Research focuses on role lymph node fibrosis plays in HIV eradication
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There are many complications that come with being infected with the HIV virus. Among them is lymph node fibrosis, or the scarring of a person’s lymph nodes. This scarring, which can begin within days of HIV infection, makes it difficult for lymph nodes, which are responsible for fighting infection, to respond. In fact, lymph node fibrosis can cause irreversible damage to one’s immune system.
The Campbell Foundation has awarded a $75,000 grant to Dr. Netanya Utay, an assistant professor in the department of Internal Medicine at McGovern Medical School at UTHealth, to study the role lymph node fibrosis may play in HIV eradication. Research has shown that people with more scarring have less improvement in T-cells on antiretroviral therapy (ART).
“Lymph node fibrosis appears to decrease the amount of antiretroviral drugs that reach the virus in the lymph node, enabling HIV to persist there,” said Dr. Utay. “Therapies to prevent and treat fibrosis are limited. Our research could identify new approaches to decrease fibrosis in lymph nodes and potentially other tissues in people living with HIV.”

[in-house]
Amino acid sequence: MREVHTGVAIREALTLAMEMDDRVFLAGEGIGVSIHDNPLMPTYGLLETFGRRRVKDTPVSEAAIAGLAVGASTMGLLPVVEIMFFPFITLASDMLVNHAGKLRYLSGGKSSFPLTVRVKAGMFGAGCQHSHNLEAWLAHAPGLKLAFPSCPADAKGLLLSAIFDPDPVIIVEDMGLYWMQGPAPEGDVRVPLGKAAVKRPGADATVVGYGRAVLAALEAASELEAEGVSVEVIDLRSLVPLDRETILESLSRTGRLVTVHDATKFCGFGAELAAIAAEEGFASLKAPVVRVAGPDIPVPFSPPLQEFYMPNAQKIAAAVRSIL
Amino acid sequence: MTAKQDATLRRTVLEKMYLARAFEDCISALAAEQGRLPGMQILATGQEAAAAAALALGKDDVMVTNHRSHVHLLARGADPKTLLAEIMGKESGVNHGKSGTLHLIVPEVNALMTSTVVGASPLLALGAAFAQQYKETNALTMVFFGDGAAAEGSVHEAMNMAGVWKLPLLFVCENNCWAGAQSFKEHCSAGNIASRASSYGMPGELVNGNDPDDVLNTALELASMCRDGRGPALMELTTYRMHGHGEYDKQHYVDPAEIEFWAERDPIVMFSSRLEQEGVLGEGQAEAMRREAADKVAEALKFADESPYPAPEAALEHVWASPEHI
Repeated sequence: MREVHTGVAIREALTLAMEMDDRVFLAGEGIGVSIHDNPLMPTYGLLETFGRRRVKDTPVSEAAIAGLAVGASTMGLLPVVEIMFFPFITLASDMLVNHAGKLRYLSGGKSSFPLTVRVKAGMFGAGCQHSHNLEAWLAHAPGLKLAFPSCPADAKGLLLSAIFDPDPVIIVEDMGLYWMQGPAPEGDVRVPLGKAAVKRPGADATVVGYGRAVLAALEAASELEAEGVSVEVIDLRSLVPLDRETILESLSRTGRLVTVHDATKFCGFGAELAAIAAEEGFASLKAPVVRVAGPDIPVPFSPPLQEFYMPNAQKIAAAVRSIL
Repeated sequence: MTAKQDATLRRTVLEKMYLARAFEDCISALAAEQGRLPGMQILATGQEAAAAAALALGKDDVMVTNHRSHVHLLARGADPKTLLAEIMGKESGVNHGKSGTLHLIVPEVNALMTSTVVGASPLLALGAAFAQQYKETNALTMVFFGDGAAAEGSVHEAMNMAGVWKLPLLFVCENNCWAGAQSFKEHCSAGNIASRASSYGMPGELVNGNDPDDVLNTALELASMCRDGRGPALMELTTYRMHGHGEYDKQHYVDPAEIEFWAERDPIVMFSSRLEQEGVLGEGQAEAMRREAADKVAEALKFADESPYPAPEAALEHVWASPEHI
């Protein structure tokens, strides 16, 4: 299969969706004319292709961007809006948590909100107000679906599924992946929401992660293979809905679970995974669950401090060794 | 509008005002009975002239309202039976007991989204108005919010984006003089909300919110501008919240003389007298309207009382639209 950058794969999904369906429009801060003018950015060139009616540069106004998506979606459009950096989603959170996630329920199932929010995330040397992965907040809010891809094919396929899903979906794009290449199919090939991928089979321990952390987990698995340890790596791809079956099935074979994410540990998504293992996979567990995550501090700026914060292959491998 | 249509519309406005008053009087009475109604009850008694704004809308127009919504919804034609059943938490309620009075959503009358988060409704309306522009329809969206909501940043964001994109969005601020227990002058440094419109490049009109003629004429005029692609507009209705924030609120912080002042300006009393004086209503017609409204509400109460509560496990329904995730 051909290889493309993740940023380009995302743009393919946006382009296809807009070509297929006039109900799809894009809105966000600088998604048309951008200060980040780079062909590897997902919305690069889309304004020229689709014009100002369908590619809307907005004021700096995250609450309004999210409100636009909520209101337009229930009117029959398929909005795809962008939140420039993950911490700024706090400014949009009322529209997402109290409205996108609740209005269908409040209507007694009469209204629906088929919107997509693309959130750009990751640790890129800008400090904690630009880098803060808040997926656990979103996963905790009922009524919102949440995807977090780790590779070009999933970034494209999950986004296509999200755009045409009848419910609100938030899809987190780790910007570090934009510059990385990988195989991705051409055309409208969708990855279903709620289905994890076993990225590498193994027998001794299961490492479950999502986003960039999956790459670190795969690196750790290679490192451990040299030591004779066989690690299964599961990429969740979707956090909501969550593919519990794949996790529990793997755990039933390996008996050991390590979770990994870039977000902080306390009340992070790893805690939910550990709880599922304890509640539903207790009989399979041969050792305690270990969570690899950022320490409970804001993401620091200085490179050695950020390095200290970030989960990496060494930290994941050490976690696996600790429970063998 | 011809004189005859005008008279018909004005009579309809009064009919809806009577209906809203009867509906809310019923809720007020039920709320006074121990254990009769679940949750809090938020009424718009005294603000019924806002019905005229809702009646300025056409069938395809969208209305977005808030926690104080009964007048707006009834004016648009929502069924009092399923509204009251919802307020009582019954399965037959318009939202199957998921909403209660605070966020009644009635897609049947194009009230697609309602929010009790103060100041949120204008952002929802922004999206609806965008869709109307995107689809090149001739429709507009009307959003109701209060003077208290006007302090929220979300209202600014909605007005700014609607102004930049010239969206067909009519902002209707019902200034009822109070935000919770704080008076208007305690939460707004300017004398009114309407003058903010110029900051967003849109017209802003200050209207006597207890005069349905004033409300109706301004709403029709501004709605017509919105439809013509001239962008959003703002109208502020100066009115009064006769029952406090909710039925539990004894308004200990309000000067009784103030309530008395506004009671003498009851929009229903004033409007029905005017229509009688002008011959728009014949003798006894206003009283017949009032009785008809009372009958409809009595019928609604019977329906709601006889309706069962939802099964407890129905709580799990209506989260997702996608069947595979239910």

Dr. Utay and her team have been testing telmisartan, a drug that can decrease, or even prevent fibrosis in other conditions. She found that although telmisartan had no effect, lymph node fibrosis decreased in some patients, but not in others with antiretroviral drugs alone. Now, she plans to take her research a step further by using two other key drivers of fibrosis: Interleukin 13 (IL-13), which activates cells involved in tissue repair and contributes to fibrosis in other diseases, and Interleukin 33 (IL-33), which stimulates other cells as well as IL-13 production. The goal of this grant is to determine the contribution of the IL-13 and IL-33 pathways of fibrosis and different cell types to changes in lymph node fibrosis.
“Ultimately, this could result in better ART penetration into lymphoid tissue, decreased HIV burden in the lymphoid tissue and better immunologic responses. It also may result in the creation of new therapies that could reverse fibrosis,” said The Campbell Foundation’s Executive Director Ken Rapkin.
About The Campbell Foundation
The Campbell Foundation was established in 1995 by the late Richard Campbell Zahn as a private, independent, nonprofit organization dedicated to supporting clinical, laboratory-based research into the prevention and treatment of HIV/AIDS. It focuses its funding on supporting alternative, nontraditional avenues of research. In its 23nd year, the Campbell Foundation has given away more than $11 million, with about $1.2 million going to direct services.